It’s all very well to enunciate lovely-sounding values like Joy, Growth and Choice ... but in real life we’re faced with difficult decisions. We’re faced with choosing one being’s joy over another’s, or choosing joy versus growth in a given situation, and so forth.
There’s no perfect, one-size-fits-all solution to such dilemmas.
But Cosmism does provide one valuable principle, that is very frequently appropriate for beings in the phase of evolution that humans currently occupy.
This is the principle of obsoleting the dilemma.
Rather than trying to resolve the dilemma, use a change in technology or perspective to redefine the reality within which the dilemma exists.
This may of course lead to new and different dilemmas—which is a natural aspect of the universe’s growth process.
This approach has tremendous power and we’ll revisit it frequently in upcoming articles.
To make the idea clear, first of all I’ll explore it in the context of a couple simple, everyday issues that—in the human world right now—seem to have a tremendous power to divide thoughtful, compassionate people.
Cosmism doesn’t solve these issues—but it does advocate a systematic route to resolving them ... not by solving them but rather by obsoleting them.
The Dilemma of Abortion
Abortion is perhaps the most obvious case of a divisive ethical dilemma, in modern society.
Even among individuals who reject traditional religious notions of the human soul and the special sacredness of human life, it poses a huge ethical challenge.
On the one hand, compassion dictates that killing babies is wrong ... and the fact is that we don’t really know when a fetus develops enough “reflective awareness” that killing it becomes more like killing a person than like killing a sheep, or more like killing a sheep than like killing a fish, etc.
On the other hand, forcing an adult human woman to create an infant when they don’t wish to, is a clearly uncompassionate violation of that woman’s personal choice and happiness, of her ability to grow in the directions she chooses.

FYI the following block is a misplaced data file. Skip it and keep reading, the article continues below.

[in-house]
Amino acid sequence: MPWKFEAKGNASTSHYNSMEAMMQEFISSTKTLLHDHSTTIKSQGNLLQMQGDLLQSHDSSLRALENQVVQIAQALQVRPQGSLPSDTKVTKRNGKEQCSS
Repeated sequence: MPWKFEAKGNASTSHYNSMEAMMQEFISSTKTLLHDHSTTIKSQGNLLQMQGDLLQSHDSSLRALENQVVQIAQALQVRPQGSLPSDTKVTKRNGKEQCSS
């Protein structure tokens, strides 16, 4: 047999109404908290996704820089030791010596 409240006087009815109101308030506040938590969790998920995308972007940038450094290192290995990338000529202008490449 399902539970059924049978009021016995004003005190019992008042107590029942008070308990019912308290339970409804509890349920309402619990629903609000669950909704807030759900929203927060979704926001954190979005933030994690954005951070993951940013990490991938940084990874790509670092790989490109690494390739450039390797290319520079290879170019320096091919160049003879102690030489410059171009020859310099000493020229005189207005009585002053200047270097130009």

So, there is a balance to be struck, and different caring, thoughtful people want to strike it in different ways.
The Dilemma of Vegetarianism
Vegetarianism presents a similar dilemma to abortion, though one that the mainstream of modern society seems less concerned about (due to its species-centrism).
Clearly, killing animals to eat them is uncompassionate and, in itself, “wrong” according to principles of joy, growth and choice. Cows, pigs and chickens may not be as smart as we humans are, but they have their own experiences, emotions and wills, and we’re pretty damn nasty to abort these so we can have a tastier dinner.
Yes, nature is bloody and violent ... animals kill each other ... but we have the capability to much more fully understand what we’re doing and to make a more considered choice….
Yet there are plenty of borderline cases. It’s not clear, for instance, whether fish experience pain in the same way that birds and mammals do. It’s not clear in what sense a fish has a theater of reflective consciousness. Personally, I don’t feel confident that killing a fish is cutting off tremendous joy and experience, any more so than cutting down a tree or picking a carrot out of the ground.
One argument against vegetarianism is that we’re evolved to be omnivores and some level of meat consumption is necessary for us to feel “natural.” I personally do feel that way: in the past when I’ve eaten a vegetarian diet for a while, I have felt a certain disturbing lack of energy and aggressive initiative. Eating fish cures that for me just as well as eating other meat ... but without some fish or other meat intake, I really don’t feel like “myself.” So the question becomes: how much cruelty to fish would I incur to gain a certain amount of personal energy?
Obsoleting the Dilemmas
What does Cosmism have to contribute to these familiar dilemmas?
It doesn’t provide any trick for drawing the line between right and wrong in these tricky situations. The principles of joy, growth and choice are all very well; but these are cases where two or more different options exist, each bringing joy/growth/choice to some minds at the cost of others ... and so there’s a difficult judgment to be made.
What Cosmism suggests is an alternate path: obsolete the dilemma.
This is already happening, to some extent. We should try to make it happen far more as the future unfolds.